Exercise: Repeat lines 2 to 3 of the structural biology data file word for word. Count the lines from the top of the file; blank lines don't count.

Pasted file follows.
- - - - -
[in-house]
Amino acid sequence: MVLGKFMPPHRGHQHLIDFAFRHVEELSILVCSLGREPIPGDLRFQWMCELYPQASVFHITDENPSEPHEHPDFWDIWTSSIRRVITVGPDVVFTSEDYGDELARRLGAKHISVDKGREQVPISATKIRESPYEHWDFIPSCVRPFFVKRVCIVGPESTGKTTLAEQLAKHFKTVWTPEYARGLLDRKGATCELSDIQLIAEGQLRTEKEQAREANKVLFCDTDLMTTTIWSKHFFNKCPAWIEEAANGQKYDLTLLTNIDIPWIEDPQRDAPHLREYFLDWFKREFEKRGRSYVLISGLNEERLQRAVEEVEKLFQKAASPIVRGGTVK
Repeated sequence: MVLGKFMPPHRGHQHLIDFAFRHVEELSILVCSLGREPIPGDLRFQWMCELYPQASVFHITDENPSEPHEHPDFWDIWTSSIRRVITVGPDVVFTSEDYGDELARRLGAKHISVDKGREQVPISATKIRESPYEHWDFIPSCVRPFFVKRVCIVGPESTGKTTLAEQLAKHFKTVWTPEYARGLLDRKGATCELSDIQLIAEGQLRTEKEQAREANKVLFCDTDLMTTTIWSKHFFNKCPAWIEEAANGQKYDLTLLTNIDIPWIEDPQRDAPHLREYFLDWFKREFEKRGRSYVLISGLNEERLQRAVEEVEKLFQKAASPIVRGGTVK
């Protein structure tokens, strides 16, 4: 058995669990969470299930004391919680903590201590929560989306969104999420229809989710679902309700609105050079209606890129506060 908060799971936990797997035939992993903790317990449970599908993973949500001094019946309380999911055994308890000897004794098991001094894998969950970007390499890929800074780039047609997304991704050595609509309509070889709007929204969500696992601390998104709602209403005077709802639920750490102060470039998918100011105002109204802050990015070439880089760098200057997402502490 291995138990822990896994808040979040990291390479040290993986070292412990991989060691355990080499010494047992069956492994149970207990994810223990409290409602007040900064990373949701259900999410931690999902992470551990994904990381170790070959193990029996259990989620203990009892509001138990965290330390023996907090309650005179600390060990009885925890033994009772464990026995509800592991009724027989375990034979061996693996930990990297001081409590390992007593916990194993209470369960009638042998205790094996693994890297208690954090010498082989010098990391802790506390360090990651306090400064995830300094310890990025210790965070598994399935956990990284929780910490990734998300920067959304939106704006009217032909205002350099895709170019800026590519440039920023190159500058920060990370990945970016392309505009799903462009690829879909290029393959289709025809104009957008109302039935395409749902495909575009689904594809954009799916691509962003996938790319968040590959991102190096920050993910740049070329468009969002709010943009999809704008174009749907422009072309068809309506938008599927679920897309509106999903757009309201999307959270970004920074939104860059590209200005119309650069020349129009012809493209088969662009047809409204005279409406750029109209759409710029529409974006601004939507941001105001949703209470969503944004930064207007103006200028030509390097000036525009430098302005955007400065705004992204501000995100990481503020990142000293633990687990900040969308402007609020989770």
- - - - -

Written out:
Amino acid sequence: MVLGKFMPPHRGHQHLIDFAFRHVEELSILVCSLGREPIPGDLRFQWMCELYPQASVFHITDENPSEPHEHPDFWDIWTSSIRRVITVGPDVVFTSEDYGDELARRLGAKHISVDKGREQVPISATKIRESPYEHWDFIPSCVRPFFVKRVCIVGPESTGKTTLAEQLAKHFKTVWTPEYARGLLDRKGATCELSDIQLIAEGQLRTEKEQAREANKVLFCDTDLMTTTIWSKHFFNKCPAWIEEAANGQKYDLTLLTNIDIPWIEDPQRDAPHLREYFLDWFKREFEKRGRSYVLISGLNEERLQRAVEEVEKLFQKAASPIVRGGTVK
Repeated sequence: MVLGKFMPPHRGHQHLIDFAFRHVEELSILVCSLGREPIPGDLRFQWMCELYPQASVFHITDENPSEPHEHPDFWDIWTSSIRRVITVGPDVVFTSEDYGDELARRLGAKHISVDKGREQVPISATKIRESPYEHWDFIPSCVRPFFVKRVCIVGPESTGKTTLAEQLAKHFKTVWTPEYARGLLDRKGATCELSDIQLIAEGQLRTEKEQAREANKVLFCDTDLMTTTIWSKHFFNKCPAWIEEAANGQKYDLTLLTNIDIPWIEDPQRDAPHLREYFLDWFKREFEKRGRSYVLISGLNEERLQRAVEEVEKLFQKAASPIVRGGTVK